Achilles tendonitis is
inflammation of the tendon, usually resulting from overuse associated with a change in playing surface, footwear or intensity of an activity. The Achilles tendon is surrounded by a connective tissue
sheath (paratenon, or 'paratendon'), rather than a true synovial sheath. The paratenon stretches with movement, allowing maximum gliding action. Near the insertion of the tendon are two bursae - the
subcutaneous calcaneal and the retrocalcaneal bursae.
Achilles tendinitis can be caused by overly tight calf muscles, excessive running up hill or down hill, a sudden increase in the amount of exercise, e.g. running for a longer distance, wearing
ill-fitting running shoes, such as those with soles that are too stiff, or wearing high heels regularly, or changing between high heels all day and flat shoes or low running shoes in the evening.
Overuse is common in walkers, runners, dancers and other athletes who do a lot of jumping and sudden starts/stops, which exert a lot of stress on the Achilles tendon. Continuing to stress an inflamed
Achilles tendon can cause rupture of the tendon - it snaps, often with a distinctive popping sound. A ruptured Achilles tendon makes it virtually impossible to walk. An Achilles tendon rupture is
usually treated by surgical repair or wearing a cast.
People with Achilles tendinitis may experience pain during and after exercising. Running and jumping activities become painful and difficult. Symptoms include stiffness and pain in the back of the
ankle when pushing off the ball of the foot. For patients with chronic tendinitis (longer than six weeks), x-rays may reveal calcification (hardening of the tissue) in the tendon. Chronic tendinitis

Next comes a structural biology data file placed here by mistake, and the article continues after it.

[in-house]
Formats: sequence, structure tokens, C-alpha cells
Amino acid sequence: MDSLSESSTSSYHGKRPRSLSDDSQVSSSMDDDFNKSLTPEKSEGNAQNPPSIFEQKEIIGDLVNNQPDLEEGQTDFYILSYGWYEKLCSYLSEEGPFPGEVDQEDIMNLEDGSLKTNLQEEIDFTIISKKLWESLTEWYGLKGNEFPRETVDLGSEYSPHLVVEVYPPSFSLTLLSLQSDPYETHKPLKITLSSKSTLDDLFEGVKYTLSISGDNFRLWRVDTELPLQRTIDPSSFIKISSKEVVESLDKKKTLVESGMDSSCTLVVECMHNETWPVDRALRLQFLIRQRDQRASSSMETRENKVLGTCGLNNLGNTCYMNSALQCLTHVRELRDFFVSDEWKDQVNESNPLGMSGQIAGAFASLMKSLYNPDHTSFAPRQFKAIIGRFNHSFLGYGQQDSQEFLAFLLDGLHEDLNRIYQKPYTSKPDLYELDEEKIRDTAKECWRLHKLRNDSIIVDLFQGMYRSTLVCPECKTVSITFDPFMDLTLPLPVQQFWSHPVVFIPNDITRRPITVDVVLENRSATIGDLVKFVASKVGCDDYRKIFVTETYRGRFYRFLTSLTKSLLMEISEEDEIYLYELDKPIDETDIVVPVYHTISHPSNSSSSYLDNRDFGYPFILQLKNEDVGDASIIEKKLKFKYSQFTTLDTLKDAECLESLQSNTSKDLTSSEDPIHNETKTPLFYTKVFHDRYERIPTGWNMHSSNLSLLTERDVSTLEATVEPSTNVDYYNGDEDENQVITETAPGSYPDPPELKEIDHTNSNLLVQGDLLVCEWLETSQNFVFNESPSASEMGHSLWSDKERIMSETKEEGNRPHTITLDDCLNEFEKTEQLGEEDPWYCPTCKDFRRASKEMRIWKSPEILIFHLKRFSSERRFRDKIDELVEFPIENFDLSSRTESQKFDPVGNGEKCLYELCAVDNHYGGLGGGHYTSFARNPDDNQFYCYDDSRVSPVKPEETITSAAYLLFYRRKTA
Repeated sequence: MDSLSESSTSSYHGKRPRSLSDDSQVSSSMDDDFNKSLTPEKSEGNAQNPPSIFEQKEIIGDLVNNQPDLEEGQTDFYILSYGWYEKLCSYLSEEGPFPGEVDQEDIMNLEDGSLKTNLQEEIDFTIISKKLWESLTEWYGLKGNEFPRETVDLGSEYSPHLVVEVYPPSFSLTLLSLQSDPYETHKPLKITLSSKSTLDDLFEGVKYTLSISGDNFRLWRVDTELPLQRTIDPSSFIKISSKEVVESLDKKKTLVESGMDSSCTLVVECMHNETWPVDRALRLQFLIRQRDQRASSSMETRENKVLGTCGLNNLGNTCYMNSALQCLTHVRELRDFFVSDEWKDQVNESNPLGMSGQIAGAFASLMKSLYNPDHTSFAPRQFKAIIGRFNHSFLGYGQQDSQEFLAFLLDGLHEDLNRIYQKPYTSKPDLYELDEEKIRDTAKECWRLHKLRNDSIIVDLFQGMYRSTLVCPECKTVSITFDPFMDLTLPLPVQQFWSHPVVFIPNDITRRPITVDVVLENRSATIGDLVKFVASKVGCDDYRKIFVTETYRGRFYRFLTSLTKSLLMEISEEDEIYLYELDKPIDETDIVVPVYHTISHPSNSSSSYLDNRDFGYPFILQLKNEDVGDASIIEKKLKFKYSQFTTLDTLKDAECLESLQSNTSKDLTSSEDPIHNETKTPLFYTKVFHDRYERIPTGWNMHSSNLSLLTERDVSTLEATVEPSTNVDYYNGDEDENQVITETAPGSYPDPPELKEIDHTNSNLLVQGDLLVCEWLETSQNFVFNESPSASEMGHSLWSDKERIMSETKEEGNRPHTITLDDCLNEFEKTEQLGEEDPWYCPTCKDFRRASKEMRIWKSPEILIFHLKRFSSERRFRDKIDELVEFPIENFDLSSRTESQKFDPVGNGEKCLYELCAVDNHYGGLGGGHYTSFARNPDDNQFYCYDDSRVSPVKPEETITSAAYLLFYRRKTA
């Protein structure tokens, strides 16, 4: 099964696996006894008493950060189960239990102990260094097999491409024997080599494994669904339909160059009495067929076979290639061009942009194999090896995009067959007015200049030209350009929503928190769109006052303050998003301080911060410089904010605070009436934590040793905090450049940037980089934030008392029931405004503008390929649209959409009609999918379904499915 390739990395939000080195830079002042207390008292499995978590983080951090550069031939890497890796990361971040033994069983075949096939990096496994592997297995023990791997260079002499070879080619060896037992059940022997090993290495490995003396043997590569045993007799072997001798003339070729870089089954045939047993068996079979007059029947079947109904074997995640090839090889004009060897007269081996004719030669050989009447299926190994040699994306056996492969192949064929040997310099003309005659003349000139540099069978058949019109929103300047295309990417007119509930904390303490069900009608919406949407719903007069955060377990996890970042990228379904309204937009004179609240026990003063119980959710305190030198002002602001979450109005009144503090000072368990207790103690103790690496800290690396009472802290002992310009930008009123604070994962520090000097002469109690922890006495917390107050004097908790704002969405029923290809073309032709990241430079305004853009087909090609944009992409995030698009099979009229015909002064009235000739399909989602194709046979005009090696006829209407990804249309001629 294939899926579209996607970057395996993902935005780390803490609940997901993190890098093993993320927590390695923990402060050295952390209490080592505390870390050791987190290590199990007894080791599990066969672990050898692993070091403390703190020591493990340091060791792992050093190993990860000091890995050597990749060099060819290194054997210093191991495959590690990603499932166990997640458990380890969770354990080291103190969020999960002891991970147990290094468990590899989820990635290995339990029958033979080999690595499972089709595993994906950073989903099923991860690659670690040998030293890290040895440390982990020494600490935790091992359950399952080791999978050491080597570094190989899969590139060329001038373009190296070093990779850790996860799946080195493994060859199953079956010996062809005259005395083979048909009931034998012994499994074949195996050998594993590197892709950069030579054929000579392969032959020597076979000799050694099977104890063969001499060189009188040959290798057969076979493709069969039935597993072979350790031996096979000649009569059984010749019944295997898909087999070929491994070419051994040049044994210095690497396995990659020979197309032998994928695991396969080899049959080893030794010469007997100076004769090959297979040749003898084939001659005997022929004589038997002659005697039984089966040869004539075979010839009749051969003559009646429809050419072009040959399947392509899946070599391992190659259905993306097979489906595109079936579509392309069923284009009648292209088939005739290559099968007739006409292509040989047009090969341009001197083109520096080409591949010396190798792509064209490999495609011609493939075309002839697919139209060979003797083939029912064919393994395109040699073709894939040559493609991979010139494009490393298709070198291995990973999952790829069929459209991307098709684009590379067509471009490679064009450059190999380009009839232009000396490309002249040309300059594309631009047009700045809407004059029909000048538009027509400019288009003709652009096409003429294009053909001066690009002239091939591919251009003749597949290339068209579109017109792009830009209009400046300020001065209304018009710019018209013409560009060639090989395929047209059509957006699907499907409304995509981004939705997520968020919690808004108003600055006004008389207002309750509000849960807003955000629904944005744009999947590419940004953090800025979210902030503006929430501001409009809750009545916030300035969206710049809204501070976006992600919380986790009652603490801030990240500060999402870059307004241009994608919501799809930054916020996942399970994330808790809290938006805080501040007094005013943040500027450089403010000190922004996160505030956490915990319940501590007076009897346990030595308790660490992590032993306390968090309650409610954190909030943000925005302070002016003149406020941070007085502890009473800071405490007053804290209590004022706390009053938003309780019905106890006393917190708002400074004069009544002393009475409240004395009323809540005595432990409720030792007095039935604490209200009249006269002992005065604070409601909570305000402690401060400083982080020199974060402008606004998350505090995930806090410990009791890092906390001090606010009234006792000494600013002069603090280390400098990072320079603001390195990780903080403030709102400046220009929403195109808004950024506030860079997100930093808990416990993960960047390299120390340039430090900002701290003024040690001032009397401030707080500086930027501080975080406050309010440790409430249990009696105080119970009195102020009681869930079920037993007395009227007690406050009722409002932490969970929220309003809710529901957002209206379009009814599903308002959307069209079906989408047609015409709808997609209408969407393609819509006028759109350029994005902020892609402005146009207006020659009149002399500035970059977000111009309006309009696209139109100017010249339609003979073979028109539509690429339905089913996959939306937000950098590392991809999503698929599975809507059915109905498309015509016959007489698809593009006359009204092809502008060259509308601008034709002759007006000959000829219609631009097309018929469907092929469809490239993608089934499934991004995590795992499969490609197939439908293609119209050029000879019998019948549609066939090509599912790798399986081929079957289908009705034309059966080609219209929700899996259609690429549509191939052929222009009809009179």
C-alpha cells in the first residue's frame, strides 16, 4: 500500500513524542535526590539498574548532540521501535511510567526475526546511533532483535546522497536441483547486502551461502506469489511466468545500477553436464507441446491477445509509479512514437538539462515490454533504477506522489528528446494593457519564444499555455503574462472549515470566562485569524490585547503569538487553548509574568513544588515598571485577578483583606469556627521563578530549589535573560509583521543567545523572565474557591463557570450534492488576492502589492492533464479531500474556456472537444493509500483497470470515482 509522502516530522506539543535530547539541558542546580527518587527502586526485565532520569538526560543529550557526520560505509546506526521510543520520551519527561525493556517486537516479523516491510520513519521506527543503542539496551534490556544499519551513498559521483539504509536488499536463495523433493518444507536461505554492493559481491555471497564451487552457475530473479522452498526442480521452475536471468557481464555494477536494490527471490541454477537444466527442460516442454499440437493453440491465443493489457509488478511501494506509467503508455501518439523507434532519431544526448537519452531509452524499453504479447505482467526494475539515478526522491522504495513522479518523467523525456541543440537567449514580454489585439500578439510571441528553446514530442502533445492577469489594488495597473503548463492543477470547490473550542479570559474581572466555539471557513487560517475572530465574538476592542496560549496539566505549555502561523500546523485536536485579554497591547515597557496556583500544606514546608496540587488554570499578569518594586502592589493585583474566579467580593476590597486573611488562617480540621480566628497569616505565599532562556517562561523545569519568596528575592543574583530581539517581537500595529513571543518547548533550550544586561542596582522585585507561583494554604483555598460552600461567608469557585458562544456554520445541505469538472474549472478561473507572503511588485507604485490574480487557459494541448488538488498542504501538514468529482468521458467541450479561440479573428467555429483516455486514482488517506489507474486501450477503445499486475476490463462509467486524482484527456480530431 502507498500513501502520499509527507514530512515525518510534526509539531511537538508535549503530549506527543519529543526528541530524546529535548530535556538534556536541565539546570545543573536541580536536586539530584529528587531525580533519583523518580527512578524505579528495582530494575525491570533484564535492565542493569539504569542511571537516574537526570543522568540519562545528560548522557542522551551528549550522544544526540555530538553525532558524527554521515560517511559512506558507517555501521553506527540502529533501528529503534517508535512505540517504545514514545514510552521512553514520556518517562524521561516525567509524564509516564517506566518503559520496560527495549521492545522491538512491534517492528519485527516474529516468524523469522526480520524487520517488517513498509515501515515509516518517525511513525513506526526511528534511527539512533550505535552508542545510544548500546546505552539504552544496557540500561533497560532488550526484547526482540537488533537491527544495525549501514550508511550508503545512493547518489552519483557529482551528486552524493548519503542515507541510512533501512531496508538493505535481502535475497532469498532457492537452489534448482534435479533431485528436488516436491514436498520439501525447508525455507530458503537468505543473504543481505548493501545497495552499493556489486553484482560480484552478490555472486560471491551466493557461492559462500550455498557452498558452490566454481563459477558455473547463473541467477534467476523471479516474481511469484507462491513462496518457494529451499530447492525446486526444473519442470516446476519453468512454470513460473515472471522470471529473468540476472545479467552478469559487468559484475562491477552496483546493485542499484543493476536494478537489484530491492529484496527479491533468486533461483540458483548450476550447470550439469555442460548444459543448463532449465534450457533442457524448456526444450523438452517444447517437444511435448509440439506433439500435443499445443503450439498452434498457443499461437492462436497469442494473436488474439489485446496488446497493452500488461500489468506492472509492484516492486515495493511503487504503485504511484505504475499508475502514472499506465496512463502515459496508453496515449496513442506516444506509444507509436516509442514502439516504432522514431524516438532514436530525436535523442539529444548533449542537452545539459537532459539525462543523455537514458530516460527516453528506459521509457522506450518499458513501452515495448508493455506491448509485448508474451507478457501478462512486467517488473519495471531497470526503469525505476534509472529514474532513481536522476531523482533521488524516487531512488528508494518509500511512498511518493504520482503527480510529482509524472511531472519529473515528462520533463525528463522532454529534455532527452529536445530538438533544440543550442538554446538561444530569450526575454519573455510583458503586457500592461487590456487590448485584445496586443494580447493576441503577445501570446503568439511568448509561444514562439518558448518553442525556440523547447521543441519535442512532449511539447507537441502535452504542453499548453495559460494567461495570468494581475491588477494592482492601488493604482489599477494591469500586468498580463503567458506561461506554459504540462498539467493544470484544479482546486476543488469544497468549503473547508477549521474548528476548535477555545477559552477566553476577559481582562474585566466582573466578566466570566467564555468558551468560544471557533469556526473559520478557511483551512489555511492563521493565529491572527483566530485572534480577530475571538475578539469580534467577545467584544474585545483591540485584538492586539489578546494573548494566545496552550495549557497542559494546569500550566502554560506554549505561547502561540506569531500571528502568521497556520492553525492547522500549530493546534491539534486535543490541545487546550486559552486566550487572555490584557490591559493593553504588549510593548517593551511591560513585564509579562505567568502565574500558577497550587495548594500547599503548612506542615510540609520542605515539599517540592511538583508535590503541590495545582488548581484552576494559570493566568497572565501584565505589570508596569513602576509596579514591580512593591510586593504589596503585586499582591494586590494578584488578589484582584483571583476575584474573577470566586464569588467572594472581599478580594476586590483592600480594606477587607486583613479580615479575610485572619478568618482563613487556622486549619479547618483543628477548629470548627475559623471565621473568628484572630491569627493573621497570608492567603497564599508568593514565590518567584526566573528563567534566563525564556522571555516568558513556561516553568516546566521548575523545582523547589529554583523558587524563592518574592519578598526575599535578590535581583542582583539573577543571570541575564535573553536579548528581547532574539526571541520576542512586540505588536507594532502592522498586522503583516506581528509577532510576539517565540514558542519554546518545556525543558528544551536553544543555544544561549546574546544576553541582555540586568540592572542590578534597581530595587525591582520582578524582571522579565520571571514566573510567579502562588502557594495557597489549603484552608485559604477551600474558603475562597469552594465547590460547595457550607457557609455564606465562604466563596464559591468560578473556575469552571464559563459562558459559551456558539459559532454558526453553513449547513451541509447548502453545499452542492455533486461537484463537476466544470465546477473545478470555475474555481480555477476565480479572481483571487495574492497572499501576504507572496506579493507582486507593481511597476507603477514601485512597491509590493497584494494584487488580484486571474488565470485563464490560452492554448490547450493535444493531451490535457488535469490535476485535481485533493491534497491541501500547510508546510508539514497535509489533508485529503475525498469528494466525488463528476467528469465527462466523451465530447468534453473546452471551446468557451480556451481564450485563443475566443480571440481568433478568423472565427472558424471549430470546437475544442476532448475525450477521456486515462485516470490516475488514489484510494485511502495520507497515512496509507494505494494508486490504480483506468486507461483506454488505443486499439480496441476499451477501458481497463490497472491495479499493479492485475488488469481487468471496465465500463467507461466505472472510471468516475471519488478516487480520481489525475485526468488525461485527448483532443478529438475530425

can result in a breakdown of the tendon, or tendinosis, which weakens the tendon and may cause a rupture.
A doctor or professional therapist will confirm a diagnosis, identify and correct possible causes, apply treatment and prescribe eccentric rehabilitation exercises. An MRI or Ultrasound scan can
determine the extent of the injury and indicate a precise diagnosis. Gait analysis along with a physical assessment will identify any possible biomechanical factors such as over pronation which may
have contributed to the achilles tendonitis and training methods will be considered. Biomechanical problems can be corrected with the use of orthotic inserts and selection of correct footwear.
Tendon inflammation should initially be treated with ice, gentle calf muscle stretching, and use of NSAIDs. A heel lift can be placed in the shoes to take tension off the tendon. Athletes should be
instructed to avoid uphill and downhill running until the tendon is not painful and to engage in cross-training aerobic conditioning. Complete tears of the Achilles tendon usually require surgical
The type of surgery you will have depends on the type of injury you are faced with. The longer you have waited to have surgery will also be a factor that determines what type of surgery is needed.
With acute (recent) tearing the separation in your Achilles tendon is likely to be very minimal. If you have an acute tear you may qualify for less invasive surgery (such as a mini-open procedure).
Surgeons will always choose a shorter, less invasive procedure if it is possible to do so. Most surgeons know that a less complicated procedure will have less trauma to the tendon and a much quicker
rate of recovery after the surgery.
As with all injuries, prevention is your best defense especially with injuries that are as painful and inconvenient as Achilles tendonitis. Options for how to prevent Achilles tendonitis include,
stretching- Stretching properly, starting slowly, and increasing gradually will be critical if you want to avoid Achilles tendonitis. To help maintain flexibility in the ankle joint, begin each day
with a series of stretches and be certain to stretch prior to, and after, any exercise or excessive physical activity. Orthotics and Heel Support- Bio-mechanically engineered inserts and heel cups
can be placed in your shoes to correct misalignments or bolster the support of your foot and are available without a prescription. The temporary heel padding that these provide reduces the length
that the Achilles tendon stretches each time you step, making it more comfortable to go about your daily routine. Proper Footwear- Low-heeled shoes with good arch support and shock absorption are
best for the health of your foot. Look into heel wedges and other shoe inserts to make sure that your everyday foot mechanics are operating under ideal conditions.